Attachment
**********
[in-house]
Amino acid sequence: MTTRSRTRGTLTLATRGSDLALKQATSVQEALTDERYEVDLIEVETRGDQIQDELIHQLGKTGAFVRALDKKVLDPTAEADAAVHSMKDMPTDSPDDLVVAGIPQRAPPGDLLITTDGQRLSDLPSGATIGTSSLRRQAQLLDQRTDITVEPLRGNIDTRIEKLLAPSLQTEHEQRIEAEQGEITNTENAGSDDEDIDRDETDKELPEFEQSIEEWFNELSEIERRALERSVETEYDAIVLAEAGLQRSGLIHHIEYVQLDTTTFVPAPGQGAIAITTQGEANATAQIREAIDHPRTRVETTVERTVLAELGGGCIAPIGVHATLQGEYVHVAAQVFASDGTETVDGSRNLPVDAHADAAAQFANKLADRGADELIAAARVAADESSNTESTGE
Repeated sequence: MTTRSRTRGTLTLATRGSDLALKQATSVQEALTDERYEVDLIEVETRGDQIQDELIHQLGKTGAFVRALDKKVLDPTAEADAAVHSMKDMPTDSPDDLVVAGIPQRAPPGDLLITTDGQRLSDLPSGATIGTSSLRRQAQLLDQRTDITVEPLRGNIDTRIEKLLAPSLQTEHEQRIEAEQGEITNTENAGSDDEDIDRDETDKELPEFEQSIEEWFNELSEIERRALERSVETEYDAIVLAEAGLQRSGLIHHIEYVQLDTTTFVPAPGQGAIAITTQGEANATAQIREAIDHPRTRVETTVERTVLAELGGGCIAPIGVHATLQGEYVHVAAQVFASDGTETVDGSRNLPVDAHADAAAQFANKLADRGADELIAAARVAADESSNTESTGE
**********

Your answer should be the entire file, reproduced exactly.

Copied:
[in-house]
Amino acid sequence: MTTRSRTRGTLTLATRGSDLALKQATSVQEALTDERYEVDLIEVETRGDQIQDELIHQLGKTGAFVRALDKKVLDPTAEADAAVHSMKDMPTDSPDDLVVAGIPQRAPPGDLLITTDGQRLSDLPSGATIGTSSLRRQAQLLDQRTDITVEPLRGNIDTRIEKLLAPSLQTEHEQRIEAEQGEITNTENAGSDDEDIDRDETDKELPEFEQSIEEWFNELSEIERRALERSVETEYDAIVLAEAGLQRSGLIHHIEYVQLDTTTFVPAPGQGAIAITTQGEANATAQIREAIDHPRTRVETTVERTVLAELGGGCIAPIGVHATLQGEYVHVAAQVFASDGTETVDGSRNLPVDAHADAAAQFANKLADRGADELIAAARVAADESSNTESTGE
Repeated sequence: MTTRSRTRGTLTLATRGSDLALKQATSVQEALTDERYEVDLIEVETRGDQIQDELIHQLGKTGAFVRALDKKVLDPTAEADAAVHSMKDMPTDSPDDLVVAGIPQRAPPGDLLITTDGQRLSDLPSGATIGTSSLRRQAQLLDQRTDITVEPLRGNIDTRIEKLLAPSLQTEHEQRIEAEQGEITNTENAGSDDEDIDRDETDKELPEFEQSIEEWFNELSEIERRALERSVETEYDAIVLAEAGLQRSGLIHHIEYVQLDTTTFVPAPGQGAIAITTQGEANATAQIREAIDHPRTRVETTVERTVLAELGGGCIAPIGVHATLQGEYVHVAAQVFASDGTETVDGSRNLPVDAHADAAAQFANKLADRGADELIAAARVAADESSNTESTGE